Tttick Tttock Said the Clock

Tick Tock Clock

Jessica Heron


Rationale: This lesson will help children identify /t/, the phoneme represented by T. Students will learn to recognize /t/ in spoken words by learning a meaningful representation (clock ticking) and the letter symbol T, practice finding /t/ in words, and apply phoneme awareness with /t/ in phonetic cue reading by distinguishing rhyming words from beginning letters.

Materials: Primary paper, pencil, chart with "Tommy tricked Tim and took his train off the track", drawing paper, crayons, Dr. Seuss's ABC (Random House, 1963), word cards with TAKE; FLEE; TIME; MOSS; TOLD, assessment worksheet identifying pictures with /t/ (URL below).


1. Say: Our written language is a secret code. The tricky part is learning what letters stand for--the mouth moves we make as we say words. Today we're going to work on spotting the mouth move /t/. We spell /t/ with letter T. T is a simple letter that has only two lines, and /t/ sounds like a clock ticking.

2. Let's pretend to be a clock, /t/ttick /t/ttock. Notice what your mouth is doing!  Where is your tongue? (behind the top teeth). When we say /t/, we drop our tongue from the roof of our mouth (directly behind the top teeth) to the bottom.

3. Let me show you how to find /t/ in the word later. I'm going to stretch later out in super slow motion and listen for my tick tock T. Lll-A-A-ttt-er. Slower: Lll-A-A-ttt-er. There it was! I felt my tongue touch behind my top teeth and then drop down. I can feel the tick tock /t/ in later.

4. Let's try a tongue tickler [on chart]. "Tommy tricked Tim and took his train off the track." Everybody say it three times together. Now say it again, and this time, stretch the /t/ at the beginning of the words. "Tttommy tttricked Tttim and tttook his tttrain off ttthe tttrack." Try it again, and this time break it off the word: "/t/ommy /t/ricked /t/im and /t/ook his /t/rain off /t/he /t/rack.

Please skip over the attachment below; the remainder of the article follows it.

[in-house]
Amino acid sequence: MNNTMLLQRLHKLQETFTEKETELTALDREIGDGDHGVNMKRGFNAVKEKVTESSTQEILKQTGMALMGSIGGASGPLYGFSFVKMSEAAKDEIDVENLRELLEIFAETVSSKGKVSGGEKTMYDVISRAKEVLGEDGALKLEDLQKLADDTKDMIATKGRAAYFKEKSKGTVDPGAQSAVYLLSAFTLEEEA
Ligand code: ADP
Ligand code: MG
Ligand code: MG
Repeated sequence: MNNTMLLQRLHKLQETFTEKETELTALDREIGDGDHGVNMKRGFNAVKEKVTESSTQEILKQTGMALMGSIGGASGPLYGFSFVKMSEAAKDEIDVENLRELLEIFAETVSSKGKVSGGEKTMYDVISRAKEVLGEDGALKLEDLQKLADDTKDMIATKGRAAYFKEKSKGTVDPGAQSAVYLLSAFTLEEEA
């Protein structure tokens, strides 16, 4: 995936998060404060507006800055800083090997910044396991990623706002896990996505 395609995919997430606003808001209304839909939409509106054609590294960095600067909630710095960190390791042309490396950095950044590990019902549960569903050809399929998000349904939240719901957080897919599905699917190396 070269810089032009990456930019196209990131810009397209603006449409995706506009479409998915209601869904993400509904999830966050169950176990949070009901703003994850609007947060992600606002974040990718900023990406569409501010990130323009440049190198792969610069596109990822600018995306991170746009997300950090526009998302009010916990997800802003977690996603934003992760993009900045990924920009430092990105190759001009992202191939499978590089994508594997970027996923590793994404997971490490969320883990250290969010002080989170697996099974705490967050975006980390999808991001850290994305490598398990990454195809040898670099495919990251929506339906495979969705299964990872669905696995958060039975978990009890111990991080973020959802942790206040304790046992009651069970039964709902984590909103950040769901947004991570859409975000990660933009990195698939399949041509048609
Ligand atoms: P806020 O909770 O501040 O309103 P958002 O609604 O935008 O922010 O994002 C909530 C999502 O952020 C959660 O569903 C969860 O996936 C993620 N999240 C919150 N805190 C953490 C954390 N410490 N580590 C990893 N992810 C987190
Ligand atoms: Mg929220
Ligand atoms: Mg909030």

5. [Have students take out primary paper and pencil]. We use letter T to spell /t/. Capital T is very simple to make. It's just a line with a hat, but let's write the lowercase letter t. Start at the roof, drop all the way to the sidewalk, and cross the line at the fence. I want to see everybody's t. After I put a star on it, I want you to make nine more just like the one before.

6. Call on students to answer and tell how they knew: Do you hear /t/ in tall or ball? finger or toe? cap or cat? feet or sleep? Stiff or sore? Say: Let's see if you can spot the mouth move /t/ in some words. Tick tock like our clock if you hear /t/: Tim, turned, his, radio, to, listen, to, his, totally, awesome, tunes.

7. Say: "Let's look at an alphabet book. Dr. Seuss tells us about all the tired animals in their tree. Their name starts with T! Can you guess?" Read page 46, drawing out /t/. Ask children if they can think of other words with /t/. Then have each student write their word with invented spelling and draw a picture of their word. Display their work.

8. Show TOE and model how to decide if it is toe or low: The T tells me to tick tock, /t/, so this word is ttt-oe, toe. You try some: Take: take or make? FLEE: flee or tree? TIME: time or mine? MOSS: toss or moss? TOLD: told or mold?

9. For assessment, distribute the worksheet. Students are to complete the partial spellings and color the pictures that begin with T. Call students individually to read the phonetic cue words from step #8.



Assessment worksheet:


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